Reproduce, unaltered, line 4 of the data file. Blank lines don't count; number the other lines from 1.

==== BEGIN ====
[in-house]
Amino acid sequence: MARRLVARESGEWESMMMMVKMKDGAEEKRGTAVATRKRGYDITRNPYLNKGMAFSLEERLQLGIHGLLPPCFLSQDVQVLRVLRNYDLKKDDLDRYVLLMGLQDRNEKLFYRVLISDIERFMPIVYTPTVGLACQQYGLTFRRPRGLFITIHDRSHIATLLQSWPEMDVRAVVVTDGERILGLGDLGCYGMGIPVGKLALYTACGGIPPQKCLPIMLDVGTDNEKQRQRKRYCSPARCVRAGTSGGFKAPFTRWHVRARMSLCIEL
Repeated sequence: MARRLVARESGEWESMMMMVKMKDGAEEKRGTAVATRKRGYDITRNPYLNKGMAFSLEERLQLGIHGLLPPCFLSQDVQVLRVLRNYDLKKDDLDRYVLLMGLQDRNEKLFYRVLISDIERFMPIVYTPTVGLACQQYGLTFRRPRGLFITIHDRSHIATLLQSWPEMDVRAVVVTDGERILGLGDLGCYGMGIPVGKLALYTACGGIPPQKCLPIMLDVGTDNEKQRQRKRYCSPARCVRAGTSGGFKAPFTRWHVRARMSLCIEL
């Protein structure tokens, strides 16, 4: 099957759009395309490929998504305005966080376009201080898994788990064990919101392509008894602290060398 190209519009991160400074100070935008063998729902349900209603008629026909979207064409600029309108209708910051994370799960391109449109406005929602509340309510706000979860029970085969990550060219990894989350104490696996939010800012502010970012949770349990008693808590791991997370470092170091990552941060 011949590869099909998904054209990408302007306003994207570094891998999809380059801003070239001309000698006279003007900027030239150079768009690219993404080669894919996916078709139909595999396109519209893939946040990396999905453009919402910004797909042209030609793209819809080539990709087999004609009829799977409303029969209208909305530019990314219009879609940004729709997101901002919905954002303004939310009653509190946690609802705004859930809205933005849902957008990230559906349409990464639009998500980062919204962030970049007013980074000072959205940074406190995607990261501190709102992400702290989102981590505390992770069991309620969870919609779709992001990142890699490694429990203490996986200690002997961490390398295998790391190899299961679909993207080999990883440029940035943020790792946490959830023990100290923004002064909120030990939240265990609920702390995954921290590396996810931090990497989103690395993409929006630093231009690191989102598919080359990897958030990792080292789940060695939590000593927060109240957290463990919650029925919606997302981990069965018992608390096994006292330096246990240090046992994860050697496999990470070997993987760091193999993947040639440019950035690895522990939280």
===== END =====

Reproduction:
């Protein structure tokens, strides 16, 4: 099957759009395309490929998504305005966080376009201080898994788990064990919101392509008894602290060398 190209519009991160400074100070935008063998729902349900209603008629026909979207064409600029309108209708910051994370799960391109449109406005929602509340309510706000979860029970085969990550060219990894989350104490696996939010800012502010970012949770349990008693808590791991997370470092170091990552941060 011949590869099909998904054209990408302007306003994207570094891998999809380059801003070239001309000698006279003007900027030239150079768009690219993404080669894919996916078709139909595999396109519209893939946040990396999905453009919402910004797909042209030609793209819809080539990709087999004609009829799977409303029969209208909305530019990314219009879609940004729709997101901002919905954002303004939310009653509190946690609802705004859930809205933005849902957008990230559906349409990464639009998500980062919204962030970049007013980074000072959205940074406190995607990261501190709102992400702290989102981590505390992770069991309620969870919609779709992001990142890699490694429990203490996986200690002997961490390398295998790391190899299961679909993207080999990883440029940035943020790792946490959830023990100290923004002064909120030990939240265990609920702390995954921290590396996810931090990497989103690395993409929006630093231009690191989102598919080359990897958030990792080292789940060695939590000593927060109240957290463990919650029925919606997302981990069965018992608390096994006292330096246990240090046992994860050697496999990470070997993987760091193999993947040639440019950035690895522990939280």